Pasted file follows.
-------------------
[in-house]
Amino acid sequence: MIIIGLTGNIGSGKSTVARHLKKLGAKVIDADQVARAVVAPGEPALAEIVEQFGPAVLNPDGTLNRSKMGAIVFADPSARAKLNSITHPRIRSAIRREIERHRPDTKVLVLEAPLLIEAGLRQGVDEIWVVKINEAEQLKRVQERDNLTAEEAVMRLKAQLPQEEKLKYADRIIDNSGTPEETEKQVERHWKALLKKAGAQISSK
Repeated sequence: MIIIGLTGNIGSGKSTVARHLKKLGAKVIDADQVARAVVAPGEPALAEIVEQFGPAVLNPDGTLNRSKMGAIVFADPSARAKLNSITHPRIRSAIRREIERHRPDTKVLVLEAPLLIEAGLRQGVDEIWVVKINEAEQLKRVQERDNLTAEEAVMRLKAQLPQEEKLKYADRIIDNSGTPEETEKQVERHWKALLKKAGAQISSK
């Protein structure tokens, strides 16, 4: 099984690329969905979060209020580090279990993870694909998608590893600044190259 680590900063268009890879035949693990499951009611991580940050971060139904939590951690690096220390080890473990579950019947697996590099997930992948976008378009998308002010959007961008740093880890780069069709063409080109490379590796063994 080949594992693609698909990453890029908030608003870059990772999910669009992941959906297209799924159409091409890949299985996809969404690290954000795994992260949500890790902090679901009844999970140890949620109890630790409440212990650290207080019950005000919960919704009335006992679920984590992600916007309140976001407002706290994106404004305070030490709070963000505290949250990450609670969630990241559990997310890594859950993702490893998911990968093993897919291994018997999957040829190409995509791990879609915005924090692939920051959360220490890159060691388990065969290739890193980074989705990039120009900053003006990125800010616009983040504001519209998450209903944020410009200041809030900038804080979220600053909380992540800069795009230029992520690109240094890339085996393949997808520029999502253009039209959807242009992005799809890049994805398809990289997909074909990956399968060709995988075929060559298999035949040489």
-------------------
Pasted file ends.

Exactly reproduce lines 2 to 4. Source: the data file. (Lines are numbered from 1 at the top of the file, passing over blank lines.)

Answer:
Amino acid sequence: MIIIGLTGNIGSGKSTVARHLKKLGAKVIDADQVARAVVAPGEPALAEIVEQFGPAVLNPDGTLNRSKMGAIVFADPSARAKLNSITHPRIRSAIRREIERHRPDTKVLVLEAPLLIEAGLRQGVDEIWVVKINEAEQLKRVQERDNLTAEEAVMRLKAQLPQEEKLKYADRIIDNSGTPEETEKQVERHWKALLKKAGAQISSK
Repeated sequence: MIIIGLTGNIGSGKSTVARHLKKLGAKVIDADQVARAVVAPGEPALAEIVEQFGPAVLNPDGTLNRSKMGAIVFADPSARAKLNSITHPRIRSAIRREIERHRPDTKVLVLEAPLLIEAGLRQGVDEIWVVKINEAEQLKRVQERDNLTAEEAVMRLKAQLPQEEKLKYADRIIDNSGTPEETEKQVERHWKALLKKAGAQISSK
């Protein structure tokens, strides 16, 4: 099984690329969905979060209020580090279990993870694909998608590893600044190259 680590900063268009890879035949693990499951009611991580940050971060139904939590951690690096220390080890473990579950019947697996590099997930992948976008378009998308002010959007961008740093880890780069069709063409080109490379590796063994 080949594992693609698909990453890029908030608003870059990772999910669009992941959906297209799924159409091409890949299985996809969404690290954000795994992260949500890790902090679901009844999970140890949620109890630790409440212990650290207080019950005000919960919704009335006992679920984590992600916007309140976001407002706290994106404004305070030490709070963000505290949250990450609670969630990241559990997310890594859950993702490893998911990968093993897919291994018997999957040829190409995509791990879609915005924090692939920051959360220490890159060691388990065969290739890193980074989705990039120009900053003006990125800010616009983040504001519209998450209903944020410009200041809030900038804080979220600053909380992540800069795009230029992520690109240094890339085996393949997808520029999502253009039209959807242009992005799809890049994805398809990289997909074909990956399968060709995988075929060559298999035949040489």